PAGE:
Studies include Jacques Loeb, Forced Movements: Tropisms and Animal Conduct (1918, reprinted 1973); J.D. Carthy, Animal Navigation: How Animals Find Their Way About (1956, reissued 1963); Gottfried S. Fraenkel and Donald L. Gunn, The Orientation of Animals: Kinesis, Taxes, and Compass Reactions, new ed. (1961); and Hermann Schöne, Spatial Orientation: The Spatial Control of Behavior in Animals and Man (1984; originally published in German, 1980), written as an overview of the field of orientation for advanced readers in animal behaviour.Stereotypic behaviour, a repetitive behaviour with no obvious goal, is an important behaviour of caged or intensive animals; it may be an indication of poor welfare and is thought to be the animal's attempt to cope with a sterile environment. Alistair B. Lawrence and Jeffrey Rushen (eds.), Stereotypic Animal Behaviour: Fundamentals and Applications to Welfare (1993), covers all the theories of the importance of stereotypic behaviour, the ways in which they are carried out, and the implications for animal welfare.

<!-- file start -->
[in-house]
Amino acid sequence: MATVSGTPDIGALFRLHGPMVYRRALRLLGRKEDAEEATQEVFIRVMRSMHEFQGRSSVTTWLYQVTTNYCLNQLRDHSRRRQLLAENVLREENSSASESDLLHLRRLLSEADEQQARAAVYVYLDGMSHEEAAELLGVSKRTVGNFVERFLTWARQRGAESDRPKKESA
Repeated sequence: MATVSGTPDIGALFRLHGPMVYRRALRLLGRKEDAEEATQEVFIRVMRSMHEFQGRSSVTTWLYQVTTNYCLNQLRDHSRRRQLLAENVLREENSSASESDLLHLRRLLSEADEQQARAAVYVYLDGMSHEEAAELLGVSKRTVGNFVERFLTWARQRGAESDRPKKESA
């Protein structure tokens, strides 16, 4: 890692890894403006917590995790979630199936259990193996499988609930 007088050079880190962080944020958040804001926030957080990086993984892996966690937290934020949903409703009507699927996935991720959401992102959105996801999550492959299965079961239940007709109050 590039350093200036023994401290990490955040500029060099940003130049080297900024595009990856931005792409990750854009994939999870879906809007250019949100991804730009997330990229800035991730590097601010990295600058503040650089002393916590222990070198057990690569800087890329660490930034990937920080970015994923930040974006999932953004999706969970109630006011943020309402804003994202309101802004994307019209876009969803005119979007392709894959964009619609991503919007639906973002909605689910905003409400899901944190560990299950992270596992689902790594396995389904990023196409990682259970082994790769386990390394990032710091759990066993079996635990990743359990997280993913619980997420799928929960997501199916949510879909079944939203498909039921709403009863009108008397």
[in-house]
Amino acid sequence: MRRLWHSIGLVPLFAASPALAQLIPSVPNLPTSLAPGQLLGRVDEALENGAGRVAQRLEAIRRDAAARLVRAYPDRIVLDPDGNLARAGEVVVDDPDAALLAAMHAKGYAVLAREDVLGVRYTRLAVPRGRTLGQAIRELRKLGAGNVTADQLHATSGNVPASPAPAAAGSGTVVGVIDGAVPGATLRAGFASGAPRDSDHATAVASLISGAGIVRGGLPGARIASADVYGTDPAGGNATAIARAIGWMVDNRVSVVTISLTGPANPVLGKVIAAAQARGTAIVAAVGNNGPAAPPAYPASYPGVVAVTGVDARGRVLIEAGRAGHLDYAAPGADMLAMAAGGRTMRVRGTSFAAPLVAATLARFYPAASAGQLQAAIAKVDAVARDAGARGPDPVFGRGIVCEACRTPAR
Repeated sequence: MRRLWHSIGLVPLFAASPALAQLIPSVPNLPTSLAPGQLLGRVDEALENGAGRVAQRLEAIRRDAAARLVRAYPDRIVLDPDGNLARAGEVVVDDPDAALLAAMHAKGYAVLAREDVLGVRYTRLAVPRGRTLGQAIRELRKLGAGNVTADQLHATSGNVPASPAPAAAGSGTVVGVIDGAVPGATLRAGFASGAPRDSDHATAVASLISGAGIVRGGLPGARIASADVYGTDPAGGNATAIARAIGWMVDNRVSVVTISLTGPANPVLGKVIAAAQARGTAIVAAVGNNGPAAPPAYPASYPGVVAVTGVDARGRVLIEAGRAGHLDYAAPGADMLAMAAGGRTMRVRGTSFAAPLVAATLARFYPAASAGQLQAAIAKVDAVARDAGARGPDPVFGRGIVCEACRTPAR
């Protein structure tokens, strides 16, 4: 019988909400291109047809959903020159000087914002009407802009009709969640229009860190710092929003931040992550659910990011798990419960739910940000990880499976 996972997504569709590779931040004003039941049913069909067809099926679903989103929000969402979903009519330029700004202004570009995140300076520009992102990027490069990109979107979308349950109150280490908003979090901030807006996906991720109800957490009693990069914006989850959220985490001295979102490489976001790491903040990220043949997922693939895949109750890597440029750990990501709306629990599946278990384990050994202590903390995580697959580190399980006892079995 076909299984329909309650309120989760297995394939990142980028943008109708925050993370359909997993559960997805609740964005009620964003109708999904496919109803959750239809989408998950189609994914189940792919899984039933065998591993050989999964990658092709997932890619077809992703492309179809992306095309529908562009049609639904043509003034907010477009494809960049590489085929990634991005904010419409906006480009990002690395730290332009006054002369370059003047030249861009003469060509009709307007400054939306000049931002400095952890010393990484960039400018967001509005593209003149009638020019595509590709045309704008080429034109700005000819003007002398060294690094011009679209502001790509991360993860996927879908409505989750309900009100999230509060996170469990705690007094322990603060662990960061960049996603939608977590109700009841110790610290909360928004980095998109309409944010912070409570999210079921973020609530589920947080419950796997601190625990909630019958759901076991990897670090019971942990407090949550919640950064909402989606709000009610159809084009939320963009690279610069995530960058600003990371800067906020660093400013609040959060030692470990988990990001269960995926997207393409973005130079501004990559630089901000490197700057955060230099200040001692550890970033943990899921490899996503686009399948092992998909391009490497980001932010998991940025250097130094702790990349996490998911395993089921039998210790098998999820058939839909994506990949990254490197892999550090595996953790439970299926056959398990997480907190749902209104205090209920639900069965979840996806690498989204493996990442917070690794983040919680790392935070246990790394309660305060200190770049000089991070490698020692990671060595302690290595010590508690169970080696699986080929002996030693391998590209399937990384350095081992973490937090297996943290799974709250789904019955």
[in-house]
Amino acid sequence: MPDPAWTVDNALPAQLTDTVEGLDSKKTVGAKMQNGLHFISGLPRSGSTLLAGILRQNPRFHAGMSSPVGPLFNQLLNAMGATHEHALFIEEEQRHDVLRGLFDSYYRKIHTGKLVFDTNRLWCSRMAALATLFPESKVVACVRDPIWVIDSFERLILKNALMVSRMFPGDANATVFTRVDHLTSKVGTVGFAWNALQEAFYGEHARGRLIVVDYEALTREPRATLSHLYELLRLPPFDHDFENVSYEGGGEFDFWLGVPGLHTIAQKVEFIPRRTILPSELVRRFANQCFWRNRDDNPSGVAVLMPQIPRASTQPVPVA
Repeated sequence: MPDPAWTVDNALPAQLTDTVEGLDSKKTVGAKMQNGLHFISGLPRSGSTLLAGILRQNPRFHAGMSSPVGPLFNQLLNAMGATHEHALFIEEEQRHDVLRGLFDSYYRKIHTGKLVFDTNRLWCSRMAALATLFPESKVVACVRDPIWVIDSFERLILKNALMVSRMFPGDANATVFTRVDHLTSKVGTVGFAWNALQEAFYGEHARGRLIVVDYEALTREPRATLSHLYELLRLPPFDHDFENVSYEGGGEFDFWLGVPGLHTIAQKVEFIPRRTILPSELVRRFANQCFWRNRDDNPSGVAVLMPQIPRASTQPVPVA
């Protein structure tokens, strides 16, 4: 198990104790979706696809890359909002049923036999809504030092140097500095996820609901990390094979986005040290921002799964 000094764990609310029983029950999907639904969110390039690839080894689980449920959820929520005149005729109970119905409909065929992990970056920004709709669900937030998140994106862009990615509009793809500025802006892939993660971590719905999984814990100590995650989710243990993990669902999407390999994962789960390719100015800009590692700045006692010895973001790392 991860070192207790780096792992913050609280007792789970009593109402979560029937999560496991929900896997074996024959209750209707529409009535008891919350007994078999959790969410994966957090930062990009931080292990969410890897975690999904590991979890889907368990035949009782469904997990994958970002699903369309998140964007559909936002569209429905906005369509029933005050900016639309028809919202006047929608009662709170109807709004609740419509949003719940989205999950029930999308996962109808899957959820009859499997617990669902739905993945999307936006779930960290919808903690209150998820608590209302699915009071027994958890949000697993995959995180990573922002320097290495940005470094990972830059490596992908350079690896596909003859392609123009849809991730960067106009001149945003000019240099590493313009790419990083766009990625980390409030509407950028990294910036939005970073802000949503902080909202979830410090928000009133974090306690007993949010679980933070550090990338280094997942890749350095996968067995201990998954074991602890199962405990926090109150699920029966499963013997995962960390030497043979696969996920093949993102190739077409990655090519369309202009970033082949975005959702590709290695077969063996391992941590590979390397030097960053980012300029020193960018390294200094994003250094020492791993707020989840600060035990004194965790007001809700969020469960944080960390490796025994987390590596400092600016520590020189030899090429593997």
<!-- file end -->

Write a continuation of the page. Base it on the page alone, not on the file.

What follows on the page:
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Universalium. 2010.